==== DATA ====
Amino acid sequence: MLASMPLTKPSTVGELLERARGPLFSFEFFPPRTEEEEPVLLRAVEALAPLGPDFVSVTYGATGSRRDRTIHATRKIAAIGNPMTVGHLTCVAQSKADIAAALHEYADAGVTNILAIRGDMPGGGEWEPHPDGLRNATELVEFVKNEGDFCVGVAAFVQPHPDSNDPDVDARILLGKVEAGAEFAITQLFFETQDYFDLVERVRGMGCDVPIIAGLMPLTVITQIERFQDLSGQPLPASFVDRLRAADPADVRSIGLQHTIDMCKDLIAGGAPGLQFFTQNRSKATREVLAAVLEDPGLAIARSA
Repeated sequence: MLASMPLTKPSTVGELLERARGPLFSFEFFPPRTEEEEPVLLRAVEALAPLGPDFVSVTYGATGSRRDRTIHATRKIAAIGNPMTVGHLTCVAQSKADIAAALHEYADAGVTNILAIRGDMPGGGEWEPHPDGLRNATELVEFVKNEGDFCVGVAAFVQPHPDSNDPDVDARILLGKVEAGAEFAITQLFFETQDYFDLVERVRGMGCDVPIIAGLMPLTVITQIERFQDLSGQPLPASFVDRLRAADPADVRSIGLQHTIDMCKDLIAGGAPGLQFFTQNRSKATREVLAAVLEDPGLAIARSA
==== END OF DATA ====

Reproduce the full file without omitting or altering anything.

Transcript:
Amino acid sequence: MLASMPLTKPSTVGELLERARGPLFSFEFFPPRTEEEEPVLLRAVEALAPLGPDFVSVTYGATGSRRDRTIHATRKIAAIGNPMTVGHLTCVAQSKADIAAALHEYADAGVTNILAIRGDMPGGGEWEPHPDGLRNATELVEFVKNEGDFCVGVAAFVQPHPDSNDPDVDARILLGKVEAGAEFAITQLFFETQDYFDLVERVRGMGCDVPIIAGLMPLTVITQIERFQDLSGQPLPASFVDRLRAADPADVRSIGLQHTIDMCKDLIAGGAPGLQFFTQNRSKATREVLAAVLEDPGLAIARSA
Repeated sequence: MLASMPLTKPSTVGELLERARGPLFSFEFFPPRTEEEEPVLLRAVEALAPLGPDFVSVTYGATGSRRDRTIHATRKIAAIGNPMTVGHLTCVAQSKADIAAALHEYADAGVTNILAIRGDMPGGGEWEPHPDGLRNATELVEFVKNEGDFCVGVAAFVQPHPDSNDPDVDARILLGKVEAGAEFAITQLFFETQDYFDLVERVRGMGCDVPIIAGLMPLTVITQIERFQDLSGQPLPASFVDRLRAADPADVRSIGLQHTIDMCKDLIAGGAPGLQFFTQNRSKATREVLAAVLEDPGLAIARSA